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APD officer who arrested Jones faced racial profiling complaints

Copyright © 2016 Albuquerque Journal

The Albuquerque Police Department officer who pulled over mixed martial arts

fighter Jon “Bones” Jones on suspicion of drag racing last month has been the subject of three civilian complaints over traffic stops or arrests of black men and has a lawsuit pending against him filed by another black man.

None of the allegations in the complaints was sustained by the Police Oversight Commission, and Celina Espinoza, a police spokeswoman, says there is no pattern of racist policing in Officer Jason Brown’s history. She said that, as a DWI unit officer, Brown arrests many people unhappy about facing DWI charges.

“None of the allegations so far show he has any pattern or practice of biased-based policing,” said Espinoza. DWI stops are “not your run-of-the-mill traffic stop. (DWI stops) are more frequently complained upon,” she said.

Still, Vincent Ward, Jones’ attorney, said he’ll delve into Brown’s history with the department to see if he has a history of biased-based policing.

“The officer who happened to pull him over is a guy who has a history of being accused of racial profiling. It is concerning to me that Jon spent three days in jail after being stopped by a guy who may in fact be a racist,” Ward said in an interview Saturday. “Of course, I plan to look into it. And if there’s merit, I’m going to file something in court unless the officer dismisses the tickets.”

Jon "Bones" Jones is seen here shadow boxing at Jackson-Winkeljohn's gym in 2013. Jon "Bones" Jones is seen here shadow boxing at Jackson-Winkeljohn's gym in 2013. (Roberto E. Rosales/Albuquerque Journal)

Jon “Bones” Jones is seen here shadow boxing at Jackson-Winkeljohn’s gym in 2013. Jon “Bones” Jones is seen here shadow boxing at Jackson-Winkeljohn’s gym in 2013. (Roberto E. Rosales/Albuquerque Journal)

Brown issued Jones, who is black, a series of citations last month that landed Jones in jail for 54 hours because he was on probation for a prior hit-and-run case and didn’t report the traffic tickets to authorities.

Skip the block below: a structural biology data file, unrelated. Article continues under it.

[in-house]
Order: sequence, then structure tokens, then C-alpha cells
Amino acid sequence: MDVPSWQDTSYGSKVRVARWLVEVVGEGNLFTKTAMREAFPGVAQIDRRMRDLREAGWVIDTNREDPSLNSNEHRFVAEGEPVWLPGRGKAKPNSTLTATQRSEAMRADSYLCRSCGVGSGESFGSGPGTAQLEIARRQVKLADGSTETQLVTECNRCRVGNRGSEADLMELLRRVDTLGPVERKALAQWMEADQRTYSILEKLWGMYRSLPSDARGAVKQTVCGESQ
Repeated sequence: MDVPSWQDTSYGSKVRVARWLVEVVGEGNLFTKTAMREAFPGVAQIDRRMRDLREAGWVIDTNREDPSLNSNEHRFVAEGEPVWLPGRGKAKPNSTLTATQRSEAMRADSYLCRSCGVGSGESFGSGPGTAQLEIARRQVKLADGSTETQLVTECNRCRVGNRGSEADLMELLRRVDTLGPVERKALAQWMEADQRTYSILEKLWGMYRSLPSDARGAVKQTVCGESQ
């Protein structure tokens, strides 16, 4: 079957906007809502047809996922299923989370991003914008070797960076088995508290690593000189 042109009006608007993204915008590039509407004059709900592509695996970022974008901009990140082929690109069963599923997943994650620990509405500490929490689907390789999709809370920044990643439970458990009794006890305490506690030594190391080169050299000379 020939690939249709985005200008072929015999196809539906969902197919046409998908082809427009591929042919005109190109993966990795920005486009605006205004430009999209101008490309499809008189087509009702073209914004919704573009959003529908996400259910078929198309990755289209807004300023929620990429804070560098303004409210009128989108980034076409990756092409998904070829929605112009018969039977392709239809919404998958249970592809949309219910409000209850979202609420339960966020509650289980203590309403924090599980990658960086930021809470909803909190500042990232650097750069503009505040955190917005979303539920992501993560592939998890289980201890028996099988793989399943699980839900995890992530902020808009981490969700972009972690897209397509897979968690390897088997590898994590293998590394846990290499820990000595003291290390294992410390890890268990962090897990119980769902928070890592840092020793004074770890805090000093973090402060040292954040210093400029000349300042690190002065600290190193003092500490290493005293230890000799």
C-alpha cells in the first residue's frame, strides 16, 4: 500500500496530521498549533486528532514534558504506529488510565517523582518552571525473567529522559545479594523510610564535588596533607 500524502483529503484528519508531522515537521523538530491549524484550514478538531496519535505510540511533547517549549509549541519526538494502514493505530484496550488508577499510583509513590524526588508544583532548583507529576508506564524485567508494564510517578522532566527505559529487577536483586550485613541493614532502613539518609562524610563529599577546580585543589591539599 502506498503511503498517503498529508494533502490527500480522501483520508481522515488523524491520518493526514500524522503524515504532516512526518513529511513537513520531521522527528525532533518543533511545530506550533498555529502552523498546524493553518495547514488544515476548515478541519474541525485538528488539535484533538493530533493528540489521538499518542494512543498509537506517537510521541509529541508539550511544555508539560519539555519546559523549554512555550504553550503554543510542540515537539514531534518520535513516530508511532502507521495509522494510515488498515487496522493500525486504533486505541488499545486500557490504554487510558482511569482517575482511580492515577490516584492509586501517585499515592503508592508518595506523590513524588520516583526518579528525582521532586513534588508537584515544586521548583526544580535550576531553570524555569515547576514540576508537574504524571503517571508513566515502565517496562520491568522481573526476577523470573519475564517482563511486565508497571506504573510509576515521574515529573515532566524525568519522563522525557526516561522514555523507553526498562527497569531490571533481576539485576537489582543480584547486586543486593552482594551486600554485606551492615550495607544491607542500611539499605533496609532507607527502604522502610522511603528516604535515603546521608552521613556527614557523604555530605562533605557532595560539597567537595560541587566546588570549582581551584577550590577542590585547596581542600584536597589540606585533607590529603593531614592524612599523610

The incident went viral after Brown’s lapel camera showed Jones exchanging insults with Brown.

Jones accused Brown of lying and said the officer was “ridiculous” and a “pig.” He cursed at the officer multiple times. “I’m sworn to protect the citizens from people like you, Mr. Jones,” Brown said.

“You’re despicable,” Jones responded.

“I feel the same way about you, sir,” Brown said.

“Pig, you’re disgusting.”

“Once again, the feeling’s mutual,” Brown said.

Jones, who was on probation for a April 2015 hit-and-run case that left the other driver, a pregnant woman, with a broken arm, was booked into jail March 29 because he failed to report the citations, according to court records.

Three complaints

The complaints were made in 2009, 2013 and 2014, according to city documents.

In 2009, Rozel Minter said in a complaint that Brown and another officer stopped Minter and his passenger near Central and Yucca SW because they were “black males in a nice car with rims.”

The officers said Minter was stopped because his temporary tags were hard to read. Minter’s complaint appears to be more directed at the other officer, but it names both that officer and Brown.

Minter said he and his passenger were forced to keep their hands up throughout the traffic stop, and the incident scared his young son, who was in the back seat.

William Deaton, an independent review officer at the time, said there was no evidence to support Minter’s allegation, according to city documents.

In 2013, a complaint was filed on behalf of Ivory Soto, whom Brown arrested on suspicion of drunken driving. The complaint only accused Brown of not using his lapel camera when he arrested Soto.